People have loved dogs for centuries. And why not? Dogs have provided warmth, protection, and loyal companionship while labouring alongside man. Almost every culture boasts its own breed. There’s the Egyptian Pharaoh Hound, the Tibetan Spaniel, the English Foxhound, Germany’s monkey-faced Affenpinscher, and the Chinese Shar-Pei, to name but a few.
But in the scope of history, it’s only recently the notion of dog as “family member” has taken hold. Across Europe and America, dog lovers see their pets not just as companions, but as bed warmers, baby-sitters, exercise partners, and surrogate children. Westerners go to great lengths to please the tail-thumping creatures that have captured their hearts. But not all cultures so readily embrace the dog as man’s (or woman’s) best friend.
In many countries, owning a pet is expensive and considered a luxury. This is the case in China, where having a dog as a pet has only recently become fashionable among the upper and middle class. But there’s another side to the Chinese love of dog. China-like many countries—has a long history of eating dog meat (gou rou). Today, while not necessarily commonplace, dog is still available. The International Herald Tribune reports there are more than 120 restaurants in Beijing alone that serve dog meat.
Many Muslims don’t keep dogs as pets, referring to religious text that states angels do not enter into a house that has a dog. Many—but certainly not all—believe that dogs are unclean and that anything a dog touches must be washed seven times, the last time in dust.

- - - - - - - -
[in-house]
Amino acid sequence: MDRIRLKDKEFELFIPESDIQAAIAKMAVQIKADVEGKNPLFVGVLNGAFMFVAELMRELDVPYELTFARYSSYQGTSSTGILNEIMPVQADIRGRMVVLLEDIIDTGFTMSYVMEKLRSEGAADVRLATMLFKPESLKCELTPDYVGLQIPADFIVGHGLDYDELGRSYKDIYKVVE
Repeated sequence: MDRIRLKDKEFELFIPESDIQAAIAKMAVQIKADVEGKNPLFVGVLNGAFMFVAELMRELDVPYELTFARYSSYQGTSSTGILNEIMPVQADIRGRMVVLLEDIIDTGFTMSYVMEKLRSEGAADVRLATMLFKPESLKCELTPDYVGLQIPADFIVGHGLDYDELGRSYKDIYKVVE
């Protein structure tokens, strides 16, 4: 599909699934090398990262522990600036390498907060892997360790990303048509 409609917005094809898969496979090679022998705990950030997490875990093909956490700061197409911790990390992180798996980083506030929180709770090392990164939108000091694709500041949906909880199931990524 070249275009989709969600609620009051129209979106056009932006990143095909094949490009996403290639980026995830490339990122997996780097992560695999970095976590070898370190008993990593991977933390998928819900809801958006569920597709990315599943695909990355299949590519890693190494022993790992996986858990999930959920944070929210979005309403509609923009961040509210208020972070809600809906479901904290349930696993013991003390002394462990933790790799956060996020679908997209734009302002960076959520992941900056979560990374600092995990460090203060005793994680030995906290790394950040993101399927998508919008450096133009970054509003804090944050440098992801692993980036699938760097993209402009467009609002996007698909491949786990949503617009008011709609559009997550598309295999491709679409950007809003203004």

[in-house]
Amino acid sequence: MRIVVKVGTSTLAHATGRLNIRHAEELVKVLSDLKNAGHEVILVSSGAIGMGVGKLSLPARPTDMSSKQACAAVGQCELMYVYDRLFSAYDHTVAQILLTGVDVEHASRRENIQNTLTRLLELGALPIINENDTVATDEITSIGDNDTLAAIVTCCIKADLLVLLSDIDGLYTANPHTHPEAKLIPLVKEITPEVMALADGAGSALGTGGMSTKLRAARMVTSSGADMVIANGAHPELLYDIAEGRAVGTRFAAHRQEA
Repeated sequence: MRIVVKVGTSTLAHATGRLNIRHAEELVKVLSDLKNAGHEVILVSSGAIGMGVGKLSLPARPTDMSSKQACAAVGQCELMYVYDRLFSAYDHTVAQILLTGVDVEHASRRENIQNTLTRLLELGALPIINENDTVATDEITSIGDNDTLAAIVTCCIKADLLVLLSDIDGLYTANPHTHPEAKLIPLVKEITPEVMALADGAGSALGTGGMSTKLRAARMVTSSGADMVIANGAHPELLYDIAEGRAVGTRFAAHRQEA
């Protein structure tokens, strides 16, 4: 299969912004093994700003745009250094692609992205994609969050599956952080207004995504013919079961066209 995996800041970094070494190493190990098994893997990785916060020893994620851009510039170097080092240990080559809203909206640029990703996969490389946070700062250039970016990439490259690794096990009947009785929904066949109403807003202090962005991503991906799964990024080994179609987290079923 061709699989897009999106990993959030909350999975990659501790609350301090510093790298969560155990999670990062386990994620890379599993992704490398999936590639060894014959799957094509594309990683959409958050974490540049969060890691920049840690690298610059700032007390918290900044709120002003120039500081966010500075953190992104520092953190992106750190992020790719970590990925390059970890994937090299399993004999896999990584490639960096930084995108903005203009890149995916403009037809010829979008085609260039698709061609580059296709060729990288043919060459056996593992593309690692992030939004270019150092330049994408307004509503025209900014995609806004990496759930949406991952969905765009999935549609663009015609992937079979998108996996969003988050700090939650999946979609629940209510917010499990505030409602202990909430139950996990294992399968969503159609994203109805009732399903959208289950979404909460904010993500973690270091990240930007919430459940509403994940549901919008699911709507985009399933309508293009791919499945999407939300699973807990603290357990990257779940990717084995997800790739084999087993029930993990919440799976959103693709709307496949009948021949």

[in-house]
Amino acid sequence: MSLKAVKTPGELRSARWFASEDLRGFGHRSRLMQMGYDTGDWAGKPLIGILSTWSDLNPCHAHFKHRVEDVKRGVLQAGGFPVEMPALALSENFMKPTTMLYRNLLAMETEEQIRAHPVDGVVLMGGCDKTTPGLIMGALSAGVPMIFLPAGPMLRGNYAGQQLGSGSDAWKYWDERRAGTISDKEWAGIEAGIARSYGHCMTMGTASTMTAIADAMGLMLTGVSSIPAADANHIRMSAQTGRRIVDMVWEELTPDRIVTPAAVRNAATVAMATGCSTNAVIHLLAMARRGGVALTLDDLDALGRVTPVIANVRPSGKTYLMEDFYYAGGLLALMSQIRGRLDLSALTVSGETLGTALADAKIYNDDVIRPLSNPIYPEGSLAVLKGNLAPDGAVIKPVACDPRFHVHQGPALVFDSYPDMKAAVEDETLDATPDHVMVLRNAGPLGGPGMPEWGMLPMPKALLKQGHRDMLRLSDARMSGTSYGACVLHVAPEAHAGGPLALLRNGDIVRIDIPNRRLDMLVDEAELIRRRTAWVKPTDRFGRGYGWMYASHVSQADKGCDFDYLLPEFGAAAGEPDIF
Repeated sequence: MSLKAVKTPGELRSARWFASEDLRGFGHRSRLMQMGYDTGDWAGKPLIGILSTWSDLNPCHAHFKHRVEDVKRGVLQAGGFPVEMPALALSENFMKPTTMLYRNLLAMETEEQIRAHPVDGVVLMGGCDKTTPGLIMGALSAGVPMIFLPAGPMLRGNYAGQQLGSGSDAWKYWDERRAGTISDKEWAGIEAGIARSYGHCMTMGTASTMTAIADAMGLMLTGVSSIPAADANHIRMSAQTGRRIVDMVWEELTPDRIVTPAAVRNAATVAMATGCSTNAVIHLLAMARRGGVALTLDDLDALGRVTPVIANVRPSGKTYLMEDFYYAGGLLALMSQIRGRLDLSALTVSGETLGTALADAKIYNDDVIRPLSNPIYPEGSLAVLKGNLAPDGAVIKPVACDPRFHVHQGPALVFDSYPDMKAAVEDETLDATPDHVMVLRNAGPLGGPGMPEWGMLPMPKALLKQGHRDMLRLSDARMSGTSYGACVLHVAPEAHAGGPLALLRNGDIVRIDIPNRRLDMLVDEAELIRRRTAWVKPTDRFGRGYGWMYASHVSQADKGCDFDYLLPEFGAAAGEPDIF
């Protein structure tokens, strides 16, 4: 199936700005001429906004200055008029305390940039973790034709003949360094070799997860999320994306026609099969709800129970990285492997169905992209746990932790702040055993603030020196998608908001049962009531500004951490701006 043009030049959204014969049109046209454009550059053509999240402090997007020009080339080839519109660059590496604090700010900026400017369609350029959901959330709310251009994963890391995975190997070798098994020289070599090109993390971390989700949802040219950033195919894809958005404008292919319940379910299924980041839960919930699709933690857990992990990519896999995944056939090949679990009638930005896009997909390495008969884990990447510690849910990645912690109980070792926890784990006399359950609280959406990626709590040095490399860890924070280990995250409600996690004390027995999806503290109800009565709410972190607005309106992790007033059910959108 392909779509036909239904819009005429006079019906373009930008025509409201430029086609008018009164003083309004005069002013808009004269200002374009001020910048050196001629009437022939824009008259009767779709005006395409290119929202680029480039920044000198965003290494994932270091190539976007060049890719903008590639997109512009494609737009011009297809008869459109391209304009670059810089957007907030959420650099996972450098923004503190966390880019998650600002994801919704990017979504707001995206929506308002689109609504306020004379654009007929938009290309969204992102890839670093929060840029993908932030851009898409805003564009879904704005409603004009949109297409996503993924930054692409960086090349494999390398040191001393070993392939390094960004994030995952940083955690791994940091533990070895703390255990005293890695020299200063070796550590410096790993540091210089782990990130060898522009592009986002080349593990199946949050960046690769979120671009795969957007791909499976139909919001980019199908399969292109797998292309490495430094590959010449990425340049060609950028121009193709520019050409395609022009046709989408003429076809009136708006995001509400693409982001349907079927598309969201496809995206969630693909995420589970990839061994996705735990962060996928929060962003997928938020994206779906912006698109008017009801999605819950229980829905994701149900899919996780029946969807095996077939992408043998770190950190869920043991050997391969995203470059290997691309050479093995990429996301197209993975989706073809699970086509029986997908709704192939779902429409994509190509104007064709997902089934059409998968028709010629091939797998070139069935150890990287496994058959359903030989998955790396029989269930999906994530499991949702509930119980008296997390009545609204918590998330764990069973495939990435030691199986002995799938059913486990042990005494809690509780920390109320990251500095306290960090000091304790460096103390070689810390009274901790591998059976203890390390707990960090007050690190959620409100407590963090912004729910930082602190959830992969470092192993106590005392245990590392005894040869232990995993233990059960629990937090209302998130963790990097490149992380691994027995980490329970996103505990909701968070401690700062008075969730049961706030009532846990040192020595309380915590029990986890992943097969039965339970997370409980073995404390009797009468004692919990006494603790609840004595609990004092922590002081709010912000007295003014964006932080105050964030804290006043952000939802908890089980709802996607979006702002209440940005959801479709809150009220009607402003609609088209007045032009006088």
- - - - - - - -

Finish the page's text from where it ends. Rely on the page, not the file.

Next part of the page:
The second day of the Chinese New Year is considered to be the birthday of all dogs.
While humans have long worshipped cats (and don’t think the cats have forgotten it), dogs aren’t as often revered. Still, the dog is one of the 12 animals honored in the Chinese Zodiac. The second day of the Chinese New Year is considered to be the birthday of all dogs, and on this day dogs receive extra food and kindness.
Tihar, the five-day Hindu festival of lights in Nepal, also pays tribute to the dog on dog’s day (Kukur Tihar), the second day of the festival. Legend holds that dogs guard the door to Heaven and are the companion of Bhairab, the god of destruction. To honour the dog, festival goers place garlands around the necks of all dogs and paint a large tika (red mark) on the foreheads of dogs. Dogs receive a special meal and prayers that they may protect the homes of those on earth just as they guard the gates of Heaven. It’s also hoped kindness to dogs will divert destruction from the home. (However, dogs that still have the garland and tika mark several days after the festival are collected off the streets as strays.)
There’s little doubt Western culture most readily embraces the dog as family member. Especially in Europe, many shops and restaurants are as eager to welcome four-legged patrons as they are the two-legged kind. And while the idea of allowing a dog in bed at night or receiving a sloppy kiss from them might shock those in other cultures, Western dog owners slip into their love of dogs as easily as they do their bedroom slippers.
Is one culture’s treatment of the dog “right” and another’s “wrong?” Faith, tradition, and even economics play a role in how people across the planet relate to dogs. What is becoming standard, however, is cross cultural agreement that dogs—whatever their end purpose—deserve to be treated with kindness and decency in their time spent with us.
As the great Indian leader Gandhi declared, “The greatness of a nation and its moral progress can be judged by the way its animals are treated.”